Many new mums are interested in whether their baby’s development and their own experience as a breastfeeding mum are in the range of “normal.” But the truth about breastfeeding is that every baby is different, and every mother is different. So what does that mean? Is it more confusing than ever?
New research from leading lactation researcher Dr. Jacqueline Kent, outlining the boundaries for “normal” breastfeeding, was presented at Medela’s 9th International Breastfeeding and Lactation Symposium in Madrid, Spain in April 2014. Dr. Kent’s findings confirm that there is no breastfeeding norm, no specific pattern of breastfeeding that infants should be expected to adopt, and no set of rules that benchmark the one “right way” to breastfeed. It takes a few weeks for your milk supply to be established, so you should not be thrown off if milk production appears “low” the first few weeks.
You can put your mind at rest! Instead of wondering if your breastfeeding patterns are better or worse than “average,” take a look at these fascinating breastfeeding facts to see the “range of normal” for moms and their baby.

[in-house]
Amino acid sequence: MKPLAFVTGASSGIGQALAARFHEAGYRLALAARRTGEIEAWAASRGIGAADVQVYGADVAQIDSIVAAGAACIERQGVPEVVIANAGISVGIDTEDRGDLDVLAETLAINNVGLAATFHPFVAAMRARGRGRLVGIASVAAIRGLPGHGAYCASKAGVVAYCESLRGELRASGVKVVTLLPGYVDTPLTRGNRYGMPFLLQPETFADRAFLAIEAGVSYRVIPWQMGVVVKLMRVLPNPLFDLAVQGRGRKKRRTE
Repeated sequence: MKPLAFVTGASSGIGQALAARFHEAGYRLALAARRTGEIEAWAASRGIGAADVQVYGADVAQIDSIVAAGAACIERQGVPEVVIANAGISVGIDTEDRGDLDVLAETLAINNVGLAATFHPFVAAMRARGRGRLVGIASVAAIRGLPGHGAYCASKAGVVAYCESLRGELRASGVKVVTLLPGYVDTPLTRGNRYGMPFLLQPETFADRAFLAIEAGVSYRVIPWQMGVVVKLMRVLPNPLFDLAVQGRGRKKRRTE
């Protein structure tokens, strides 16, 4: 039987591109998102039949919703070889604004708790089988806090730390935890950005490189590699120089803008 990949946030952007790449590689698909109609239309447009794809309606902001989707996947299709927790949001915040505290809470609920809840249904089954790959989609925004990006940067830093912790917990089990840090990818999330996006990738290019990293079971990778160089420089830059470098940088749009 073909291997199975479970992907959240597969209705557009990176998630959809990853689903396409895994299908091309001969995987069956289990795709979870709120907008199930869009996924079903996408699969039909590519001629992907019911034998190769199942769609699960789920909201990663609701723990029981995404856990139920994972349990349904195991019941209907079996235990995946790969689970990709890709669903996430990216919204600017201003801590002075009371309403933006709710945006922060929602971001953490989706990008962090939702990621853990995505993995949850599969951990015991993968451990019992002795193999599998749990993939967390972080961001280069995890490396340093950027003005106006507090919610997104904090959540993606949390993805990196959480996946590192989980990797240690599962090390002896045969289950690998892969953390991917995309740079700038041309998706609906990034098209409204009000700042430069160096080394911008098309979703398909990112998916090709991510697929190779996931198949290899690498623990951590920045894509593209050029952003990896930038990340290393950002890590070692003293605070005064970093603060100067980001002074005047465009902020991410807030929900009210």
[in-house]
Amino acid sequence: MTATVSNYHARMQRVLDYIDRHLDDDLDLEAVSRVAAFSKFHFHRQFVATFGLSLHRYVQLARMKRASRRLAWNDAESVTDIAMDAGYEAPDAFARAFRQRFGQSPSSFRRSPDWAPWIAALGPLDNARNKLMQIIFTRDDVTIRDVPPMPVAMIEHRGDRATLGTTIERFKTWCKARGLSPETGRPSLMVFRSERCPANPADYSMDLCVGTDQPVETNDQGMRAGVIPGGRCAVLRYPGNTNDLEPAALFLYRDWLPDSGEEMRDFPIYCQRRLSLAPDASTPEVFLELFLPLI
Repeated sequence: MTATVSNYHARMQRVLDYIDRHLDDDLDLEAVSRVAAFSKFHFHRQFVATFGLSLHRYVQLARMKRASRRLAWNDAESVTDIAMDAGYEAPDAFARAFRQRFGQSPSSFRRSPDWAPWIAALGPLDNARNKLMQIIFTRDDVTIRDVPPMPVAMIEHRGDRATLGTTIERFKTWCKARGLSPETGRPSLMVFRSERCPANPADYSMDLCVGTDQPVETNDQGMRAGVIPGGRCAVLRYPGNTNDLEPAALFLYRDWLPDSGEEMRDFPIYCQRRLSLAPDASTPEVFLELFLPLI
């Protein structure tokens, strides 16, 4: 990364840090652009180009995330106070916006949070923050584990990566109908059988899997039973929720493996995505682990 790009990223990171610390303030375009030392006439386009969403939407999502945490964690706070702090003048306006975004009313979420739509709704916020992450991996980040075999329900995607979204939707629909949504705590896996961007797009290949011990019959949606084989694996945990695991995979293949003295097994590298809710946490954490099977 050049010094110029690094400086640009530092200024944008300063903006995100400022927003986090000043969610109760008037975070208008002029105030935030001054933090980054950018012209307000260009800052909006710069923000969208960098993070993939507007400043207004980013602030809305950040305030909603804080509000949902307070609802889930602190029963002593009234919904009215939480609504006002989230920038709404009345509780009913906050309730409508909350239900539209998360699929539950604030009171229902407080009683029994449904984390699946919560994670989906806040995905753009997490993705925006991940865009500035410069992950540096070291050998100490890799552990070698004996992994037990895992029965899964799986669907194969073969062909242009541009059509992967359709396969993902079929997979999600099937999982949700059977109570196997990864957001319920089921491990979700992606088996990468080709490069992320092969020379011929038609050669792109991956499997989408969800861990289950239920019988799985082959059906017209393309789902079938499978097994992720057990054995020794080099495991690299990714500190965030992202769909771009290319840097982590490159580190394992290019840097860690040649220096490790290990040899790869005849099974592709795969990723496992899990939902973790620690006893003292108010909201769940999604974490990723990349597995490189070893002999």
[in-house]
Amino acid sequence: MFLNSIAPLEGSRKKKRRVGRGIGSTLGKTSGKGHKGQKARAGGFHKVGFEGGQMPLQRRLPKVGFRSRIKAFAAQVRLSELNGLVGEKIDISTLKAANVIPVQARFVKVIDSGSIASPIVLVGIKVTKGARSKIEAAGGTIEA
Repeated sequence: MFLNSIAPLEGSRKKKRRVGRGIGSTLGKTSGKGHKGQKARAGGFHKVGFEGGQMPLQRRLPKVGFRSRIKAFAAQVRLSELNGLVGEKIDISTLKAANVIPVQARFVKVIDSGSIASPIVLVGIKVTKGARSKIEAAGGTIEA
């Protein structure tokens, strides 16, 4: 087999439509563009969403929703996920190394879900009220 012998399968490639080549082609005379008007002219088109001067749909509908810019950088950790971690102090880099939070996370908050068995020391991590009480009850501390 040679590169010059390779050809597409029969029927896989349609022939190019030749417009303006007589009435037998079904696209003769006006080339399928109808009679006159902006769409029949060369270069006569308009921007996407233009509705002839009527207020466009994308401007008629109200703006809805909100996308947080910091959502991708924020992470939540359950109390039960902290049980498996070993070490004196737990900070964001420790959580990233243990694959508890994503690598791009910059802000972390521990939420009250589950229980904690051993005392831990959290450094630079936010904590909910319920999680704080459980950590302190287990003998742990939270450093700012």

There’s Almost No Such Thing as “Too Often” or “Too Long”
Many new mums are amazed by the voracious hunger of this little person who attaches themselves to her body. Dr. Kent says that it’s not unusual for babies to feed with surprising frequency and duration. According to her study, infants breastfeed between 4 and 13 times per day, with a duration ranging from 12 to 67 minutes per feeding session.
So whether your baby is latching on for short, intense, frequent nursing sessions, or prefers fewer, longer sessions, either extreme, and anywhere in between, is “normal” as long as the baby is thriving and gaining weight. But don’t worry, the research shows that as your baby gets older and better at breastfeeding, the frequency and duration of feedings decrease. So yes, you will get to sleep again!
Babies are Efficient Feeders